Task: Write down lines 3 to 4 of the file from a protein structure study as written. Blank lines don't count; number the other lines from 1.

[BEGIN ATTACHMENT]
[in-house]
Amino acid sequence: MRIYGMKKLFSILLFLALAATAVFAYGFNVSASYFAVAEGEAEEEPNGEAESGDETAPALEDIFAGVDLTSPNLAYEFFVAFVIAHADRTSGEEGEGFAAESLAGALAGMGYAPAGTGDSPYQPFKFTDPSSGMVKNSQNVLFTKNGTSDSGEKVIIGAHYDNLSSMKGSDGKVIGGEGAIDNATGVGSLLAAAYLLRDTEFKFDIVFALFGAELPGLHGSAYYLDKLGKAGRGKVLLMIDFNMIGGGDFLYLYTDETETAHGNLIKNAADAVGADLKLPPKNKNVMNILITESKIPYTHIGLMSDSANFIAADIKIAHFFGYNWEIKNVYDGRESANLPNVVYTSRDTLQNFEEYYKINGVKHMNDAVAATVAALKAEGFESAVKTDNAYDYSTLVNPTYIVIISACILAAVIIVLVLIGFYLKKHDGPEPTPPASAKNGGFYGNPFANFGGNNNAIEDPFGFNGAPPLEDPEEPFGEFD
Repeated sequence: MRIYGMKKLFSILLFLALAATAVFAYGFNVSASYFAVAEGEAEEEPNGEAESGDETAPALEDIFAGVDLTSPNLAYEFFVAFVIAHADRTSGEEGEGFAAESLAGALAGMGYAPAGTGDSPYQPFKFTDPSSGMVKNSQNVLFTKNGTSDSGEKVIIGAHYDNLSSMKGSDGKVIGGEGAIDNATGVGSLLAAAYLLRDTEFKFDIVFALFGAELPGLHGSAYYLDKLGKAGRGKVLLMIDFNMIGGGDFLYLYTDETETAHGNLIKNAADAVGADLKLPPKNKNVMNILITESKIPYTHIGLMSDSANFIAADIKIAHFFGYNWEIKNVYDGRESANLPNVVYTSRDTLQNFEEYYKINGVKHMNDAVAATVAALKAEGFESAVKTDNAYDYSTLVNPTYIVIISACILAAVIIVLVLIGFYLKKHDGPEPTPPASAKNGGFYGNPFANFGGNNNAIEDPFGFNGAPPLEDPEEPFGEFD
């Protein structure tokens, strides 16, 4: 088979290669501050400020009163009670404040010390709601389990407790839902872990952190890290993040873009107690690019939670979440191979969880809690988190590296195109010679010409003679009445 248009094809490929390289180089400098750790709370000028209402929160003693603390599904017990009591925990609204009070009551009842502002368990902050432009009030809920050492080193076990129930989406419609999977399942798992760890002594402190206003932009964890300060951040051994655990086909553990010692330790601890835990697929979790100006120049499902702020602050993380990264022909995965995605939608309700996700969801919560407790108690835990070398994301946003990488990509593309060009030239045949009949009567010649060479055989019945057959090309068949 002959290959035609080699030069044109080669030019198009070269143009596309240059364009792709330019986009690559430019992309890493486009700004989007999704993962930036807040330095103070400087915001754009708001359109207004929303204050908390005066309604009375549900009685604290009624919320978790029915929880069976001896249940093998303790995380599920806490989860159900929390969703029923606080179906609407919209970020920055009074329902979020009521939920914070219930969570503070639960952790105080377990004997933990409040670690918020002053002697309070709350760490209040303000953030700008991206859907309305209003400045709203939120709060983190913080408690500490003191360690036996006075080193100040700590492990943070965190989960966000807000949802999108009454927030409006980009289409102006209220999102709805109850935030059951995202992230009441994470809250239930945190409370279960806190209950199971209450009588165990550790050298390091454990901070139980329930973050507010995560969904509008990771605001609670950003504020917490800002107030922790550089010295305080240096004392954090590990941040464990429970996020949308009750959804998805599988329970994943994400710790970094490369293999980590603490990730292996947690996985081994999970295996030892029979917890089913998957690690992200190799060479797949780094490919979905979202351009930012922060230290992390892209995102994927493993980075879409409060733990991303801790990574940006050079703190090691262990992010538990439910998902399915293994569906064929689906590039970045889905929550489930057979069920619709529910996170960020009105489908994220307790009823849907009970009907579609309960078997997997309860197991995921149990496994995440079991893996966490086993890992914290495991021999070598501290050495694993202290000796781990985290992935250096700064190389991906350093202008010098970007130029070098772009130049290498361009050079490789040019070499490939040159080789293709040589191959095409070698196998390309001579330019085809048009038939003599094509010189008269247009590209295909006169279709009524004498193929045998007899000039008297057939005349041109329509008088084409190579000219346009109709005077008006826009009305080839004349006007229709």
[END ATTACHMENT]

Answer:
Repeated sequence: MRIYGMKKLFSILLFLALAATAVFAYGFNVSASYFAVAEGEAEEEPNGEAESGDETAPALEDIFAGVDLTSPNLAYEFFVAFVIAHADRTSGEEGEGFAAESLAGALAGMGYAPAGTGDSPYQPFKFTDPSSGMVKNSQNVLFTKNGTSDSGEKVIIGAHYDNLSSMKGSDGKVIGGEGAIDNATGVGSLLAAAYLLRDTEFKFDIVFALFGAELPGLHGSAYYLDKLGKAGRGKVLLMIDFNMIGGGDFLYLYTDETETAHGNLIKNAADAVGADLKLPPKNKNVMNILITESKIPYTHIGLMSDSANFIAADIKIAHFFGYNWEIKNVYDGRESANLPNVVYTSRDTLQNFEEYYKINGVKHMNDAVAATVAALKAEGFESAVKTDNAYDYSTLVNPTYIVIISACILAAVIIVLVLIGFYLKKHDGPEPTPPASAKNGGFYGNPFANFGGNNNAIEDPFGFNGAPPLEDPEEPFGEFD
């Protein structure tokens, strides 16, 4: 088979290669501050400020009163009670404040010390709601389990407790839902872990952190890290993040873009107690690019939670979440191979969880809690988190590296195109010679010409003679009445 248009094809490929390289180089400098750790709370000028209402929160003693603390599904017990009591925990609204009070009551009842502002368990902050432009009030809920050492080193076990129930989406419609999977399942798992760890002594402190206003932009964890300060951040051994655990086909553990010692330790601890835990697929979790100006120049499902702020602050993380990264022909995965995605939608309700996700969801919560407790108690835990070398994301946003990488990509593309060009030239045949009949009567010649060479055989019945057959090309068949 002959290959035609080699030069044109080669030019198009070269143009596309240059364009792709330019986009690559430019992309890493486009700004989007999704993962930036807040330095103070400087915001754009708001359109207004929303204050908390005066309604009375549900009685604290009624919320978790029915929880069976001896249940093998303790995380599920806490989860159900929390969703029923606080179906609407919209970020920055009074329902979020009521939920914070219930969570503070639960952790105080377990004997933990409040670690918020002053002697309070709350760490209040303000953030700008991206859907309305209003400045709203939120709060983190913080408690500490003191360690036996006075080193100040700590492990943070965190989960966000807000949802999108009454927030409006980009289409102006209220999102709805109850935030059951995202992230009441994470809250239930945190409370279960806190209950199971209450009588165990550790050298390091454990901070139980329930973050507010995560969904509008990771605001609670950003504020917490800002107030922790550089010295305080240096004392954090590990941040464990429970996020949308009750959804998805599988329970994943994400710790970094490369293999980590603490990730292996947690996985081994999970295996030892029979917890089913998957690690992200190799060479797949780094490919979905979202351009930012922060230290992390892209995102994927493993980075879409409060733990991303801790990574940006050079703190090691262990992010538990439910998902399915293994569906064929689906590039970045889905929550489930057979069920619709529910996170960020009105489908994220307790009823849907009970009907579609309960078997997997309860197991995921149990496994995440079991893996966490086993890992914290495991021999070598501290050495694993202290000796781990985290992935250096700064190389991906350093202008010098970007130029070098772009130049290498361009050079490789040019070499490939040159080789293709040589191959095409070698196998390309001579330019085809048009038939003599094509010189008269247009590209295909006169279709009524004498193929045998007899000039008297057939005349041109329509008088084409190579000219346009109709005077008006826009009305080839004349006007229709």